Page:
Several weeks ago, I wrote that many of the older catalogs headquartered in New England that were still in existence, have survived as long as they have because they have stayed true to their merchandise direction, while always keeping an eye on making sure they were staying “current” without trying to be “contemporary”. A reader asked “what is wrong with being contemporary?”
There is nothing inherently wrong with it, if that is what your customer wants/expects in your merchandise. But for many of you, going the “contemporary” route is akin to following a short-lived fad. That’s when you lose your merchandise direction and the trust of your customer.
Some of you adapt products every day, without losing the trust of your customers. But some of you struggle with the concept because you constantly walk that line between having enough new products, while maintaining enough existing “winners” so that the book still resonates with your existing customer base. But carrying over “existing” product always carries the risk of making the customer say “there’s nothing new here”. You are so focused on bringing in new products, you fail to examine your existing assortment for products that can be modified/adapted, allowing you to squeeze out several more seasons of sales from those products.
Your customers love new product. For some of you, your customers and prospects also love tried and true “heritage” products, those items that stand the test of time, and become a staple in your catalog. Your skill as a merchant reaches its highest level when you can adapt those heritage products to changing times.
Let me give you a specific example.
This is a picture of my mother in 1948 wearing an LL Bean Maine Guide Shirt that my grandfather bought her directly from LL Bean. It was red and black, and 100% wool. (Sadly, my mother deleted this shirt from her wardrobe sometime in the mid-1970s).
The Maine Guide Shirt, much like the iconic Maine Hunting Boot, is one of those signature products of Bean’s. But it has changed over time. The presentation below from the Fall 1968 catalog, (which was printed in black and white) listed three color options for the shirt.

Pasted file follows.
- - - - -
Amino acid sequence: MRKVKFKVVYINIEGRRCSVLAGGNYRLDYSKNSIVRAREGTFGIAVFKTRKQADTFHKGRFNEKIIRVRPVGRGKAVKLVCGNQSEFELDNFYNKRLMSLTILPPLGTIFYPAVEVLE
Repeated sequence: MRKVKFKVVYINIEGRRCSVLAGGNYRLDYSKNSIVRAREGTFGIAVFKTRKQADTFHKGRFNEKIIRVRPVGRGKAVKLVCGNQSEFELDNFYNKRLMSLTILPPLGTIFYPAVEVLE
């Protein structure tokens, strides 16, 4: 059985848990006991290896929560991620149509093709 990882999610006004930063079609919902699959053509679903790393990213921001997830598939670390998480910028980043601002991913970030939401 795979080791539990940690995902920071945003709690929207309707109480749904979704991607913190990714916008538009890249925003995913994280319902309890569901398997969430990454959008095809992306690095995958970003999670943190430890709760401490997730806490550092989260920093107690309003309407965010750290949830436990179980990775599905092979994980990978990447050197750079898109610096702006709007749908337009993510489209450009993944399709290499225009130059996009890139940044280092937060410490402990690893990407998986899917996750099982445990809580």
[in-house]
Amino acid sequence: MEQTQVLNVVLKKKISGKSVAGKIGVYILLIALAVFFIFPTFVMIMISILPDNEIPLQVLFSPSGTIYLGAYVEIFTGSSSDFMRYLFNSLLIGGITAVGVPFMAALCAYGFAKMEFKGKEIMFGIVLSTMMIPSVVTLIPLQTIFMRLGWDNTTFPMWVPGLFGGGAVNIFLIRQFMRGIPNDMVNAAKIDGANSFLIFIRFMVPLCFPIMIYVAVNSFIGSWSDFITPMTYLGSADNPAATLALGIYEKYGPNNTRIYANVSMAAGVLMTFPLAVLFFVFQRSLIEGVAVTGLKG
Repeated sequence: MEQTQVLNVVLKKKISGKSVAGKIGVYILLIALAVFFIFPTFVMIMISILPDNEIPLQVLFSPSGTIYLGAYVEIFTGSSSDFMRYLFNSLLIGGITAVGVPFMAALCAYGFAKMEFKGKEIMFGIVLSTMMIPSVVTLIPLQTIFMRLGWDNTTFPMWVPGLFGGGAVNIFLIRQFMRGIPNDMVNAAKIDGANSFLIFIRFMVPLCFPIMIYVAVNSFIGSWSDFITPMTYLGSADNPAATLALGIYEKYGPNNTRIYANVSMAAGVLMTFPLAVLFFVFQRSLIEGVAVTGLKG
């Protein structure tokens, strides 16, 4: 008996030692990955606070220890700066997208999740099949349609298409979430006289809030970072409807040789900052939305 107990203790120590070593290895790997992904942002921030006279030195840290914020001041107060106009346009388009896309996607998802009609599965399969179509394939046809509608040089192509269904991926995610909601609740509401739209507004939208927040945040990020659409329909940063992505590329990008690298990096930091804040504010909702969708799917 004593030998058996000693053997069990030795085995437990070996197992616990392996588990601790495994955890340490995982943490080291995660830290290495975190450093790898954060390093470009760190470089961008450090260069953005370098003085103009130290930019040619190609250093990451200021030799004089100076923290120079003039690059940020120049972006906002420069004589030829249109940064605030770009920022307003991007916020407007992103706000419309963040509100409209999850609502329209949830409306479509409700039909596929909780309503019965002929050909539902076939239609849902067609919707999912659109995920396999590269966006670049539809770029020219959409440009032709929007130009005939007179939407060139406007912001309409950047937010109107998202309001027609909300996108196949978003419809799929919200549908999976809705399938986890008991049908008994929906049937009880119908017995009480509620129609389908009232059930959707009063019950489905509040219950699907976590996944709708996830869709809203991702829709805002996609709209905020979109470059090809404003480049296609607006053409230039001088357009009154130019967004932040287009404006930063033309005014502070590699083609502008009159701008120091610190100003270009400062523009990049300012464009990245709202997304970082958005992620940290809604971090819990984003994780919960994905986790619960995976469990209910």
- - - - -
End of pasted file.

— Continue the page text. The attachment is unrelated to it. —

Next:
Here is the same item today. It still has many of the same details as 70 years ago – a button flap over the pockets, long tails in back, and a no-itch collar. It still comes in the classic red and black, but the blue and black was added many years ago (my version from the 1980s is in blue).
But Bean has made changes to the shirt. It is now 85% wool/15% nylon. There is an optional a liner of primaloft insulation. Several years ago, they briefly offered a machine-washable version, which I thought was great – the current one still requires dry cleaning. And in a nod to the American diet, it now also comes in Tall and XXL.
Also, LL Bean acknowledges this shirt is not for everyone. It is obviously on their website, but I have not seen it in their main catalog in years. It has been relegated to the Hunting catalog, where it still resonates with hunters and outdoors enthusiasts.
One of the things that I know is annoying to many of you is when a consultant uses an example from a catalog like LL Bean (and in this case, is an example with which I can personally identify) which has absolutely no relation to your business. And if that is how you feel right now, look deeper at your merchandise assortment. There are always products which you can revive, refresh and adapt to changing styles and tastes. You have a huge sunk cost in finding products in the first place – it is always in your best interest to examine ways to get a few more years out of a product. You may never end up with one that has a 70+ year lifespan, but keep trying.
One last point: when you make minor changes to an existing product, such as adding a new zipper, or pocket, or adding a new color/style, don’t fall into the trap of calling this a “new” product. Your merchants will want to, usually because their salary is based on the amount of new products they introduce. But it isn’t a new product – and calling it so misrepresents the performance of “truly new” products. If you want help in reviewing your merchandise mix and assortment for productivity changes with Datamann’s merchandise analytics, contact me.
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by Bill LaPierre
VP – Business Intelligence and Analytics
Datamann – 800-451-4263 x235